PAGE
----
open source security

5 Common open source security myths everyone needs to know

April 24, 2020 | in Open Source
| By Karl Hopkinson-Turrell

Open source is an extremely popular way for large enterprises, small businesses—even individuals and hobbyists—to acquire technology. Simply locate the open source dependencies that appear to address your personal or business computing dilemma, download, and install.

Even large companies are taking advantage of open source programs to enhance their portfolio of enterprise applications. Still, everyone needs to know the myths and facts related to open source security. 

Several authorities raise concerns that the open source direction is not the right course for a future and flexible business model.  

Open source has its benefits—and misconceptions

One misconception about open source is that it is free. That may be true for many programs, but others require licensing. 

Licensing lets the true owner of the code know who is using the software, and also allows for notification to users when changes or updates are available. Much open source software is signed by the author so that users can verify the origin and authenticity of the code.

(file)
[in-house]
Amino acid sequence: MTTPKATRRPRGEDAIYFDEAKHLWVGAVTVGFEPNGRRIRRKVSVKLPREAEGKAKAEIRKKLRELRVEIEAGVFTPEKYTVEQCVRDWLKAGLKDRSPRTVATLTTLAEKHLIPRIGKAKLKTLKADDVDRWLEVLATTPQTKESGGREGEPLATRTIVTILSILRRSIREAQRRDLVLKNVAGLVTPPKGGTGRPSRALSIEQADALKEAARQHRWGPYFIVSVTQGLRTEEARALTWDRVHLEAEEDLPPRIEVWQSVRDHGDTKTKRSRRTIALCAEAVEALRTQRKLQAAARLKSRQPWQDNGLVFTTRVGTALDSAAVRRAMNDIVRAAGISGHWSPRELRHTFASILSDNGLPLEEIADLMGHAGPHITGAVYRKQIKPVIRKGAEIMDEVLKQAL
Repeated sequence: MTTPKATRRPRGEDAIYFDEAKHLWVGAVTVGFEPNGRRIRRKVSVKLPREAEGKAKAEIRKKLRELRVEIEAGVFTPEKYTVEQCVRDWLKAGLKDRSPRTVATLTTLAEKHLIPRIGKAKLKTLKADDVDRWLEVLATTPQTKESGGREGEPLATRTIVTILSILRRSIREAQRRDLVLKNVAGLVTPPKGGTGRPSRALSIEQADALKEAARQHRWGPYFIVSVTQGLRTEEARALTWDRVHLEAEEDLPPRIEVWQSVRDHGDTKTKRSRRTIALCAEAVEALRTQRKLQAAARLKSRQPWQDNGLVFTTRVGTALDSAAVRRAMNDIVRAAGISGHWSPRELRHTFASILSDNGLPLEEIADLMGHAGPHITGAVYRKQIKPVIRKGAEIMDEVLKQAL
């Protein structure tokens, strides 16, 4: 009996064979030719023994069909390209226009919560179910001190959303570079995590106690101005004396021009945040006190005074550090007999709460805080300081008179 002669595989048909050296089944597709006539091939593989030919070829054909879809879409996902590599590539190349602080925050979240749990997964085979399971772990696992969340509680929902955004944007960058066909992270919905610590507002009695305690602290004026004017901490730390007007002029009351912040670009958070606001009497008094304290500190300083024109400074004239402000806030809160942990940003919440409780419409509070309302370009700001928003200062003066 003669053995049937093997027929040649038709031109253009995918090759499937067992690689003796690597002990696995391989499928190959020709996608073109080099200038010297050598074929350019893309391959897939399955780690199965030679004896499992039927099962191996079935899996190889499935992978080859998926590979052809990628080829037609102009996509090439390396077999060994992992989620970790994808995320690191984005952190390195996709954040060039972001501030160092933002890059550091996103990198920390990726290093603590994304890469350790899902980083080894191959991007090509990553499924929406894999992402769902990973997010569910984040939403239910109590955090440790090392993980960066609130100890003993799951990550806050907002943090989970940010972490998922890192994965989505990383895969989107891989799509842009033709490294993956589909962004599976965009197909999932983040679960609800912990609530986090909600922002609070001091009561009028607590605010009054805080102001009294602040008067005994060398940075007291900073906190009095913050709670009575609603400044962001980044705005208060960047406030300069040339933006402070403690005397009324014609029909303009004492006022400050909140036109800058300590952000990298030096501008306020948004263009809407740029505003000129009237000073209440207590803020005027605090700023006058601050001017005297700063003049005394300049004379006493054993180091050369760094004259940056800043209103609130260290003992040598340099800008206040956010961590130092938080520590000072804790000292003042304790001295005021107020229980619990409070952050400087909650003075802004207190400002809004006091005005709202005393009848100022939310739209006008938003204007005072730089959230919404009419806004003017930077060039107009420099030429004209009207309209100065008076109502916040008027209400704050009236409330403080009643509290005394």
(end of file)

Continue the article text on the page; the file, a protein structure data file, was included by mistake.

There are many reasons for the popularity of open source:

  • Rapid development by using existing open source libraries
  • Ease of deployment
  • Minimal investment in developer resources
  • Community base for problem resolution and questions

A significant benefit to open source is that users can freely look at the code, understand the details of its functions, and make any appropriate changes to suit their use. This may include updates to add or improve security provided by the code.

5 common open source security myths 

Along with the popularity of open source, come many—not that accurate—concerns on the security of applications based on the use of available open source programs and functions.

1. Open source programs are less secure than proprietary software

Knowing that open source code can be read by anyone may introduce the thought that a hacker can analyze the code to find its vulnerabilities, then exploit them at will. 

Truth: In reality, the fact that many users have read the code in detail means that any flaws or potential weaknesses are likely to be uncovered more quickly. With proprietary software, users rely on the vendor and their partners for any security processes that involve source code (e.g. static analysis tools, manual code review etc.). They also rely on them for a timely patch and interim mitigations.

In the case of open source security, it can be argued that with many users reviewing code, security “holes” will be detected more readily. With potentially hundreds of users of any given open source program, it only takes one discovery of a security problem to raise the issue to the author or open source community.

2. Open source code integrity is questionable

With many developers contributing to the creation of open source projects, the code may be expected to be confusing, haphazard, or even below quality or performance standards. This will make further modifications more difficult or time-consuming.